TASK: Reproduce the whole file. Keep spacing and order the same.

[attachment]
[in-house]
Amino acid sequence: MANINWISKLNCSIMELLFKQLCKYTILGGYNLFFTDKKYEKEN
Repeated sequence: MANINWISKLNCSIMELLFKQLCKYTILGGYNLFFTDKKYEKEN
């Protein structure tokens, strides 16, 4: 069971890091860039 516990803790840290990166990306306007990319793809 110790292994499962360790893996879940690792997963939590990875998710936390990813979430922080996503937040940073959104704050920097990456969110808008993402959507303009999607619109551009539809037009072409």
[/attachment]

[in-house]
Amino acid sequence: MANINWISKLNCSIMELLFKQLCKYTILGGYNLFFTDKKYEKEN
Repeated sequence: MANINWISKLNCSIMELLFKQLCKYTILGGYNLFFTDKKYEKEN
């Protein structure tokens, strides 16, 4: 069971890091860039 516990803790840290990166990306306007990319793809 110790292994499962360790893996879940690792997963939590990875998710936390990813979430922080996503937040940073959104704050920097990456969110808008993402959507303009999607619109551009539809037009072409």